nor that cause even exists for the effect at all.

      Thus we say that causation is not sufficient to witness causation,
causation is only sufficient to witness the effect.

      That is, learning by being an effect is not sufficient to prove the
existence of cause, nor does learning by being an effect allow us more
than to model or theorize about the true nature of that possible cause
if it does exsit.

      However there is a certainty of interest that resides between the
absolute uncertainities of the physical sciences and the world of faith.

      This is the certainty of consciousness, the certainty we have that
we are conscious and that we exist, the certainty we have of what we are
conscious of, for example the color forms of the visual world around us,
the reds and the greens and other conscious experiences, and the
certainty we have of our own personal agency or causation in the world.

      There is a view that consciousness is an epiphenomenom of the brain,
something arises from the brain, but is otherwise not capable of
affecting anything.

      Thus the brain can cause changes in the consciousness, but
not the reverse.

      If this were true, then the brain could never know there
was a consciousness, and we could never end of talking about it or
writing about it.

      Remember that just because A affects B, doesn't mean that
B affects A, and if B does not affect A, then A can never learn
about B not even that B exists, no matter how much A affects B.

      Thus there must be two way cause and effect going on between the
brain and consciousness, if the brain even exists.  :)

      Tell a conscious unit there is no cause in the world, and you have
told him he does not exist.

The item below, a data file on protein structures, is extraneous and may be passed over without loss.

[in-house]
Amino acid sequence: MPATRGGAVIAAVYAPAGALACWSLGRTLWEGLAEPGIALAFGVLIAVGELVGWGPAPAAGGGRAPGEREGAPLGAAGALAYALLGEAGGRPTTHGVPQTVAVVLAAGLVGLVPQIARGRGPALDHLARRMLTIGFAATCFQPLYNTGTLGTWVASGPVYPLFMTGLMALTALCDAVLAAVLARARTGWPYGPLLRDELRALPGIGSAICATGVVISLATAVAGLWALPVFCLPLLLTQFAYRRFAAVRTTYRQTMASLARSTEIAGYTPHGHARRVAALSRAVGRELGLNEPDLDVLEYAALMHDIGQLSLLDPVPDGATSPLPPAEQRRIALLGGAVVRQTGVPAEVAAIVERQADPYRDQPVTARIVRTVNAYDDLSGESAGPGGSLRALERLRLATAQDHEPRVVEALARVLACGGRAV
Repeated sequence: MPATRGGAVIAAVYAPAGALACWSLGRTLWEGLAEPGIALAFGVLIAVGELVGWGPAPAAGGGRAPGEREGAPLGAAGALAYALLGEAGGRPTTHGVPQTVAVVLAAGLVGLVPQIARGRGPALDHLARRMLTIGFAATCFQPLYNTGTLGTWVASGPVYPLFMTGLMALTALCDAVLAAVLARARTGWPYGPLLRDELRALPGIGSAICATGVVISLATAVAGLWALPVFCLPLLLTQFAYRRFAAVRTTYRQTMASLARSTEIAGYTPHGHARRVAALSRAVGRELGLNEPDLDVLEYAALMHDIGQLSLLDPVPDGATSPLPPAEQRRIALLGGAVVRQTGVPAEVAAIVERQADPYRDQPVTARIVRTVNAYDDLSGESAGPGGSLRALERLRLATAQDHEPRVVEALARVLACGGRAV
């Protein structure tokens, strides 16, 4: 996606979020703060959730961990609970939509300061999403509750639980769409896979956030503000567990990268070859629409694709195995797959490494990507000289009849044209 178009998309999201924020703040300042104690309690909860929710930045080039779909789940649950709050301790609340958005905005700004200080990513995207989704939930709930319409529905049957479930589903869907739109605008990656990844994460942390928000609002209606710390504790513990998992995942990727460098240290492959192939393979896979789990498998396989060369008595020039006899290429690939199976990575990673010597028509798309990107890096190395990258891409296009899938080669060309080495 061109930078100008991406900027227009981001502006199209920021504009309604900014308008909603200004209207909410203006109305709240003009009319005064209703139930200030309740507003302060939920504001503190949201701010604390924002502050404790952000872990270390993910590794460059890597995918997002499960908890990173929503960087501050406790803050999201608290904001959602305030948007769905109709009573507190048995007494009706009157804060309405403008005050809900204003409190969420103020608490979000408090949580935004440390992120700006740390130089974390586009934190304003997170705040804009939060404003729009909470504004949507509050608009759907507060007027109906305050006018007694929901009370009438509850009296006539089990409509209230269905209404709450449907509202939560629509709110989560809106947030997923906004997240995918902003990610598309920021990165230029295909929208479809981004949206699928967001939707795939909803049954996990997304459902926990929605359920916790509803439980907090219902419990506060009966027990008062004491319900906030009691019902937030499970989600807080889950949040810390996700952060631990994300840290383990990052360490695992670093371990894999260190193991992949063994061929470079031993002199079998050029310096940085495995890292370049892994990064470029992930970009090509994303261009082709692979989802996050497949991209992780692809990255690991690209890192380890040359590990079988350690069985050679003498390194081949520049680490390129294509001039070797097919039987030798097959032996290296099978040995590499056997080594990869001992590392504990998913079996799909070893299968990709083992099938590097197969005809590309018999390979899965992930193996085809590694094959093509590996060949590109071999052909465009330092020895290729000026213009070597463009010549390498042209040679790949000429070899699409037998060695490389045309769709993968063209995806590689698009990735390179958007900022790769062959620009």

The search for causation in the physical universe is actually an
anthropomorphization of directly perceived causation in ourselves.
Since we can see by direct perception, and thus with perfect certainty,
that there is causation within our consciousness, we conclude that there
must be causation out there in the physical universe.

      (Some may be tempted to say that our perception of personal agency
is just that, simply a perception, and it doesn't indicate the actual
existence of such a thing as cause with certainty.  They are saying that
inspite of our direct perception of cause in our selves, perhaps there
still is no cause anywhere in the universe.  Think about that for a

      It is this perfect certainty of our own existence and agency that
makes consciousness special and leads us to some startling conclusions
about its non mechanical, non space time, nature.

      The material of this paper started with the question could a
machine learn with certainty of its own existence or of anything for
that matter.

      As will be developed, the answer is no, and yet as a conscious unit
we are perfectly certain we exist and are agent and thus we are forced
to conclude that we as a conscious unit are not a machine, although we
may be interfaced with one, namely the body/brain system.


Fri Oct 30 17:14:46 EDT 2015